ELYRIA — Convicted felon Andrew Lorenzana is trying again for an early release from the five-year prison sentence he is serving on drug and weapons charges as well as shooting a drug dealer who refused to sell him marijuana.
Lorenzana had tried for early release, known in legal circles as judicial release, in April, but following a bizarre set of circumstances, Lorain County Common Pleas Judge Raymond Ewers determined Lorenzana wasn’t eligible at the time to get out of prison.
The case originally had been before Common Pleas Judge James Burge, who took Lorenzana’s plea in October 2011 and imposed the five-year prison sentence.
Burge had planned to release Lorenzana during an April hearing, but halted the proceedings after Assistant County Prosecutor Nick Hanek and defense attorney Michael Stepanik pointed out that Lorenzana’s father was sitting on the bench with the judge that day.
Burge said at the time he didn’t initially realize that Raul Lorenzana, a convicted felon who has known the judge for years, was the father of Andrew Lorenzana. He said the elder Lorenzana was sitting with him because of an offer he made to Raul Lorenzana’s Lorain County Community College class to come to court and observe the proceedings.
The case was transferred to Ewers, who ruled that Lorenzana wouldn’t be eligible for judicial release until this month.
Stepanik argued in his request for judicial release that despite his client’s past, Lorenzana has done a lot to better himself while in prison, including obtaining a GED and working a steady job in the prison laundry.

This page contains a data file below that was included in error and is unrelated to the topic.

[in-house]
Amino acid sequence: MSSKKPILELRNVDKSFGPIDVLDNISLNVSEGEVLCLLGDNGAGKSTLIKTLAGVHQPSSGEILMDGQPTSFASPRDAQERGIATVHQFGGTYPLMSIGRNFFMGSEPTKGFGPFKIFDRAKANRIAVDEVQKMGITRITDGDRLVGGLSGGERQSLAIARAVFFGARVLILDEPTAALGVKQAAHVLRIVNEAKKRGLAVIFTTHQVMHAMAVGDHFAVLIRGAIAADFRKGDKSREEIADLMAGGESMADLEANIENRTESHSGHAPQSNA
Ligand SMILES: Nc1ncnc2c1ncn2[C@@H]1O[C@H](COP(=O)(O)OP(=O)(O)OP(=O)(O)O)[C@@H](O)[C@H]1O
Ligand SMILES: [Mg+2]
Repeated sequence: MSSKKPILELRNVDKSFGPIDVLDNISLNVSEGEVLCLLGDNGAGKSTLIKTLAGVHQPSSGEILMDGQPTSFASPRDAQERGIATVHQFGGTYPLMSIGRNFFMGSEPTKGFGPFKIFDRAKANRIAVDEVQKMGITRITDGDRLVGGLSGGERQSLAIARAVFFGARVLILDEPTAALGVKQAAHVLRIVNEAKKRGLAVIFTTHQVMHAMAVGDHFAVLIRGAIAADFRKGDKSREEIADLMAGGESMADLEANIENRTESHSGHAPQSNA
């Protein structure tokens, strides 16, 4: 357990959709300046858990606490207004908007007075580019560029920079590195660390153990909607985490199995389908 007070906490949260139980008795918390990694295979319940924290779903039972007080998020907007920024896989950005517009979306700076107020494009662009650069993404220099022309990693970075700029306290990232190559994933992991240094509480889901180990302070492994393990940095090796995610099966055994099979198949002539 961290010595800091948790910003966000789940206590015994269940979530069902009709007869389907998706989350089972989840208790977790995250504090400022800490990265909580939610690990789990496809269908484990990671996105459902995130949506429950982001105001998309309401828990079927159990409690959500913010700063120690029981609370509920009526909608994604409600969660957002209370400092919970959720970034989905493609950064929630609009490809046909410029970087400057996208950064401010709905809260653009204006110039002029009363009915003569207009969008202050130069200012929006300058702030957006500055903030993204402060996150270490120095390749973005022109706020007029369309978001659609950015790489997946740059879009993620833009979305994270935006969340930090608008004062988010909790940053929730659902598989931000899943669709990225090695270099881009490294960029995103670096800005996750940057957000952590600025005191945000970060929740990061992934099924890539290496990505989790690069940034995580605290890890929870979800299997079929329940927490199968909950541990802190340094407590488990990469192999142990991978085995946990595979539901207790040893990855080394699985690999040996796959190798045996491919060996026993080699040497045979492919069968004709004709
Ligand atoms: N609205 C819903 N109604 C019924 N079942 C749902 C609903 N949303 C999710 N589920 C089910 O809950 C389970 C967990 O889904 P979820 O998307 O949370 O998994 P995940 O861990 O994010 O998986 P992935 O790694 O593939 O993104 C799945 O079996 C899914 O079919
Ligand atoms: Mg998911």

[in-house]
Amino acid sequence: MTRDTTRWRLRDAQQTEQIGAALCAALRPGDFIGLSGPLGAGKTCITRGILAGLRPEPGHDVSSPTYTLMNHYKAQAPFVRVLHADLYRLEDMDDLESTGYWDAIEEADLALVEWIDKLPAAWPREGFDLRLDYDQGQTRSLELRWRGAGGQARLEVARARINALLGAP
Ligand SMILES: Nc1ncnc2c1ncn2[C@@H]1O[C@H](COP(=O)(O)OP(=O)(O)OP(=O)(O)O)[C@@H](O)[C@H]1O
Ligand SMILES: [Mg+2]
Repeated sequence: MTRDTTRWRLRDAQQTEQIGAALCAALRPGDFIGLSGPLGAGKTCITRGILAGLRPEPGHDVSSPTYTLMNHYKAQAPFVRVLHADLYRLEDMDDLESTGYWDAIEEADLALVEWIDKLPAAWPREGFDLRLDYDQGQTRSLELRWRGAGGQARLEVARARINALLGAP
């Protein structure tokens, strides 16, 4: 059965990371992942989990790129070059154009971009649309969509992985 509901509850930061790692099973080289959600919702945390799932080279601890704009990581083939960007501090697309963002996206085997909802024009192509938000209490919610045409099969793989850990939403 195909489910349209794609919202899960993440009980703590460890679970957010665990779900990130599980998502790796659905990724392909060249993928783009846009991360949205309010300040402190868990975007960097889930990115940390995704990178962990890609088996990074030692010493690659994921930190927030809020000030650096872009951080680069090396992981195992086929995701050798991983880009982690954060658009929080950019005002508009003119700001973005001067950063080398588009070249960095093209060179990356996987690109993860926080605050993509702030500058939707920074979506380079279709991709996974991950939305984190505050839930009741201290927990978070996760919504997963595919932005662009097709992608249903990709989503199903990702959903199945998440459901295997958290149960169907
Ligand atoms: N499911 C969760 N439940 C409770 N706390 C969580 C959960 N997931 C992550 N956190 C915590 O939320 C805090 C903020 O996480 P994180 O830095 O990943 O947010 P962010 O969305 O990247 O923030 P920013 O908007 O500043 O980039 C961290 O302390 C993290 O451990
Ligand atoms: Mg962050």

Lorenzana wrote in a July letter that he wants to go home to his family, including a 3-year-old son, and that he has been rehabilitated. He said if released he hopes to open a barber shop.
“I thought prison was about rehabilitating the offender, his or hers behavior in prison and what they’ve learnt (sic) during their incarceration, not still being looked at the same way as they came in on the crime that they committed,” he wrote.
Hanek wrote in court documents filed Tuesday opposing early release that Lorenzana has encountered problems while in prison, including writing gang graffiti on a wall.
The Lorain police union also remains adamantly opposed to Lorenzana’s release, arguing that he is a career criminal who will only commit more crimes if let back onto the street.
Stepanik said police are only looking at one side of the issue.
“Sometimes the police, by virtue of their occupation, do not get a complete picture of a person,” he said. “They only know the bad things.”